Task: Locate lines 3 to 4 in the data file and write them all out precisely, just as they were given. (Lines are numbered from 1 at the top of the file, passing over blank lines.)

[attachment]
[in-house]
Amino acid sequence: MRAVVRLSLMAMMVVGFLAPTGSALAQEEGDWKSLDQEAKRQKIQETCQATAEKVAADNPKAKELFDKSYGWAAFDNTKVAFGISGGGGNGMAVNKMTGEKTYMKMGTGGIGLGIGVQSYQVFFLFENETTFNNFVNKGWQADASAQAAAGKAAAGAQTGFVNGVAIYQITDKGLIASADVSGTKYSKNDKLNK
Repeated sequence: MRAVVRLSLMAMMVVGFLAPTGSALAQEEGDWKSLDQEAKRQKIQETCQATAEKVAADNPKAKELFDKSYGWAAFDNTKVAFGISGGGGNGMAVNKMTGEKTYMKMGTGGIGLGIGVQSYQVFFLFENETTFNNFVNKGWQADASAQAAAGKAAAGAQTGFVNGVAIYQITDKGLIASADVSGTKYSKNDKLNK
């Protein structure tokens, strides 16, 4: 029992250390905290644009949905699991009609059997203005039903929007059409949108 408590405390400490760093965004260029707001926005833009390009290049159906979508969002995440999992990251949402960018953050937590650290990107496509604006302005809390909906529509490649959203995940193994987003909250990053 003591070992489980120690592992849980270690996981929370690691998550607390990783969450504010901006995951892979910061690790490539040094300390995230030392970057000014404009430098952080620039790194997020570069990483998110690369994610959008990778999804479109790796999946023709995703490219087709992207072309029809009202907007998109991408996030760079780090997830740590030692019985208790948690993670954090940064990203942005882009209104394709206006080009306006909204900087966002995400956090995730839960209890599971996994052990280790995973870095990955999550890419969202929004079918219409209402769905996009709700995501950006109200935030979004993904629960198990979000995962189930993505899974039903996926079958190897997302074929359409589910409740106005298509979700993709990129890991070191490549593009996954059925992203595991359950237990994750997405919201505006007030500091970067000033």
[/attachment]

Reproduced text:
Repeated sequence: MRAVVRLSLMAMMVVGFLAPTGSALAQEEGDWKSLDQEAKRQKIQETCQATAEKVAADNPKAKELFDKSYGWAAFDNTKVAFGISGGGGNGMAVNKMTGEKTYMKMGTGGIGLGIGVQSYQVFFLFENETTFNNFVNKGWQADASAQAAAGKAAAGAQTGFVNGVAIYQITDKGLIASADVSGTKYSKNDKLNK
């Protein structure tokens, strides 16, 4: 029992250390905290644009949905699991009609059997203005039903929007059409949108 408590405390400490760093965004260029707001926005833009390009290049159906979508969002995440999992990251949402960018953050937590650290990107496509604006302005809390909906529509490649959203995940193994987003909250990053 003591070992489980120690592992849980270690996981929370690691998550607390990783969450504010901006995951892979910061690790490539040094300390995230030392970057000014404009430098952080620039790194997020570069990483998110690369994610959008990778999804479109790796999946023709995703490219087709992207072309029809009202907007998109991408996030760079780090997830740590030692019985208790948690993670954090940064990203942005882009209104394709206006080009306006909204900087966002995400956090995730839960209890599971996994052990280790995973870095990955999550890419969202929004079918219409209402769905996009709700995501950006109200935030979004993904629960198990979000995962189930993505899974039903996926079958190897997302074929359409589910409740106005298509979700993709990129890991070191490549593009996954059925992203595991359950237990994750997405919201505006007030500091970067000033």